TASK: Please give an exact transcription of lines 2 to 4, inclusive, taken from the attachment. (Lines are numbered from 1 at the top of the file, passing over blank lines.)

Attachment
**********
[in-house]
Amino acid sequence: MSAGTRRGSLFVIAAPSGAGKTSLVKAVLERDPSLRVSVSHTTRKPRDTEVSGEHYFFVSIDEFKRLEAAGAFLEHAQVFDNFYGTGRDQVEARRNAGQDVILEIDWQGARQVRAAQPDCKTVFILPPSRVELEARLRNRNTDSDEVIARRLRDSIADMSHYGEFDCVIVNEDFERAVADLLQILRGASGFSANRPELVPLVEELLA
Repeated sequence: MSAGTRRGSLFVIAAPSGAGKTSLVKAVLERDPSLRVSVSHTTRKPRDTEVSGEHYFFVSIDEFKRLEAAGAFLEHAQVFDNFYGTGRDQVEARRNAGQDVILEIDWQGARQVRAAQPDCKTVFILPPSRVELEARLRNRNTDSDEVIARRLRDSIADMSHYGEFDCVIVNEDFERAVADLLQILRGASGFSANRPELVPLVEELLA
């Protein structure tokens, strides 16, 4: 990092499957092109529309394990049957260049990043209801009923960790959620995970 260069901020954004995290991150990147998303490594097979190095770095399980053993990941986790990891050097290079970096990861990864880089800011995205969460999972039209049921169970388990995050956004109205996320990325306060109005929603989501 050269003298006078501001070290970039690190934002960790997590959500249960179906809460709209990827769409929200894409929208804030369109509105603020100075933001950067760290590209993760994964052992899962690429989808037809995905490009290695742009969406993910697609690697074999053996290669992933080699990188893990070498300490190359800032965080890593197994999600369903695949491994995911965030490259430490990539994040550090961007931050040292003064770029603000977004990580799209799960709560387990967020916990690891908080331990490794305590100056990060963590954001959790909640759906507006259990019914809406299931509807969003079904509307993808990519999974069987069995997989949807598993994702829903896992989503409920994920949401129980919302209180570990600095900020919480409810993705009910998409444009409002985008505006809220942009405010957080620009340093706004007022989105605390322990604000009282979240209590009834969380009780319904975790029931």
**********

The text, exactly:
Amino acid sequence: MSAGTRRGSLFVIAAPSGAGKTSLVKAVLERDPSLRVSVSHTTRKPRDTEVSGEHYFFVSIDEFKRLEAAGAFLEHAQVFDNFYGTGRDQVEARRNAGQDVILEIDWQGARQVRAAQPDCKTVFILPPSRVELEARLRNRNTDSDEVIARRLRDSIADMSHYGEFDCVIVNEDFERAVADLLQILRGASGFSANRPELVPLVEELLA
Repeated sequence: MSAGTRRGSLFVIAAPSGAGKTSLVKAVLERDPSLRVSVSHTTRKPRDTEVSGEHYFFVSIDEFKRLEAAGAFLEHAQVFDNFYGTGRDQVEARRNAGQDVILEIDWQGARQVRAAQPDCKTVFILPPSRVELEARLRNRNTDSDEVIARRLRDSIADMSHYGEFDCVIVNEDFERAVADLLQILRGASGFSANRPELVPLVEELLA
């Protein structure tokens, strides 16, 4: 990092499957092109529309394990049957260049990043209801009923960790959620995970 260069901020954004995290991150990147998303490594097979190095770095399980053993990941986790990891050097290079970096990861990864880089800011995205969460999972039209049921169970388990995050956004109205996320990325306060109005929603989501 050269003298006078501001070290970039690190934002960790997590959500249960179906809460709209990827769409929200894409929208804030369109509105603020100075933001950067760290590209993760994964052992899962690429989808037809995905490009290695742009969406993910697609690697074999053996290669992933080699990188893990070498300490190359800032965080890593197994999600369903695949491994995911965030490259430490990539994040550090961007931050040292003064770029603000977004990580799209799960709560387990967020916990690891908080331990490794305590100056990060963590954001959790909640759906507006259990019914809406299931509807969003079904509307993808990519999974069987069995997989949807598993994702829903896992989503409920994920949401129980919302209180570990600095900020919480409810993705009910998409444009409002985008505006809220942009405010957080620009340093706004007022989105605390322990604000009282979240209590009834969380009780319904975790029931």